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Is Valve Building A Consolized PC To Power Its VR Headset?


Is Valve building a consolized living room PC capable of powering wireless VR?

Evidence of a new AMD APU for Valve found in Linux drivers, hints in Steam drivers found by YouTuber SadlyItsBradley and dataminers on his Discord, and a mostly forgotten leaked image from Valve HQ suggest that could be the company’s plan. For Valve, it could make far more sense than a fully standalone approach.

Thanks to SadlyItsBradley for pointing us toward the evidence he and others discovered.

Valve Is Definitely Building A Headset Of Some Sort

Valve has previously confirmed it is working on a new VR headset. In December 2021, well over a year after the launch of Index, Valve President Gabe Newell said the company was “making big investments in new headsets”.

In October 2022, Valve posted a job listing for a computer vision engineer to help “prototype, ship, and support” a VR headset for “millions of customers world-wide“, with inside-out tracking, camera passthrough, environment understanding, eye tracking, and hand tracking. Most recently, in December 2022 year Valve product designer Greg Coomer told a Korean gaming news magazine the company has been “working on a new VR headset lately”, and that there are “several projects going on in-house”.

But Will It Be Powered By A Consolized PC?

The Steam Deck handheld PC uses a custom AMD APU called Van Gogh – an APU being a single chip combining a CPU and GPU for power and cost efficiency, the same approach used by consoles like PlayStation and Xbox.

Steam Deck was codenamed “Jupiter” in development, and the Van Gogh APU was codenamed “Aerith”.

Last week Linux news website Phoronix noticed a new Valve device codenamed “Galileo” with a new APU codenamed “Sephiroth” being added to the Linux sound drivers.

Back in February, dataminer Razzbow discovered a “Galileo EV2” in the Steam Deck firmware – EV2 standing for Engineering Validation, a stage after the design stages, before a product is made mass production ready.

The device was referenced as having a proximity sensor and a small rounded touchscreen display, both components not present in Steam Deck and that wouldn’t be expected in a refreshed model, and Valve recently said a true next generation Steam Deck is “years away”.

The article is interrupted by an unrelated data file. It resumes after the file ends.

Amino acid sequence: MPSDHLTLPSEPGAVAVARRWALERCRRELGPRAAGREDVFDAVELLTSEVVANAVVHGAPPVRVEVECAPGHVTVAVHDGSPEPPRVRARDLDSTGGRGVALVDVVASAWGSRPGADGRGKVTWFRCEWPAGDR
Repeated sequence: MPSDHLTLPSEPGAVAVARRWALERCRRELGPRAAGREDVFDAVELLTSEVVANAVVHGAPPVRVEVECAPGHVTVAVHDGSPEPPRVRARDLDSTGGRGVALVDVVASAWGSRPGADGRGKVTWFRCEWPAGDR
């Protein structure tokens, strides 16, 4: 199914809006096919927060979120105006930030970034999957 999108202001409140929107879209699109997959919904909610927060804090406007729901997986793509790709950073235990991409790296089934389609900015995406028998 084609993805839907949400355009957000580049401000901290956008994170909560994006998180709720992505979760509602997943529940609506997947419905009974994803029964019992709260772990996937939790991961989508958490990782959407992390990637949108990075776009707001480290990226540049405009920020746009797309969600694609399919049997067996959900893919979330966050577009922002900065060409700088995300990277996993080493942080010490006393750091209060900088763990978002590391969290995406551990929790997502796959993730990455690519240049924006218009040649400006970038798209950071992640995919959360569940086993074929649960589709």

YouTuber SadlyItsBradley and his team of dataminers on his Discord have been searching for and discovering evidence of Valve’s future VR plans for two years now. The original findings suggested the headset would support a ‘VRLink’ wireless feature, similar to Quest’s Air Link but where the PC creates a wireless hotspot. That was the first hint that the headset could be paired with a companion console, since most desktop PCs don’t have a wireless chip for this.

Lynch’s team recently discovered a recently created Steam sub – a collection of games – created by Valve where the first title added was Half-Life: Alyx, along with many other VR games. On Friday Valve added even more games, still all VR. Valve created a similar sub when Index launched to showcase recommended games to press and testers. Many of these titles require the power of a PC, and simply could not run on a mobile headset chipset.

His team also found references to a “Share Screen” function, as well as the ability for the SteamOS device to update a headset’s firmware remotely over the local network. All of these discoveries suggest a dual architecture with a consolized PC running SteamOS, not a fully standalone headset.

This living room console form factor PC may have been spotted almost four years ago – and the design and patent may hold a clue as to why Valve’s firmware indicates Galileo has a rounded touchscreen display.

When Valve was demoing Half-Life: Alyx to press in late 2019, what appears to be a consolized PC was seen sitting beside the TV, in the demo room at Valve HQ. It can be seen clearly in Geoff Keighley’s The Final Hours of Half-Life: Alyx — Behind Closed Doors at Valve, for example.

In this iteration of the device it’s unclear whether the circular feature is just a lighted power button.

But in a Valve patent found by Lynch’s team, a strikingly similar device is depicted, with a circular display that activated when the user came near via a proximity sensor – exactly what Galileo’s firmware suggests.

It Would Make Perfect Sense For Valve

Driving a headset with a consolized PC would make much more sense for Valve than a Quest-style fully standalone headset.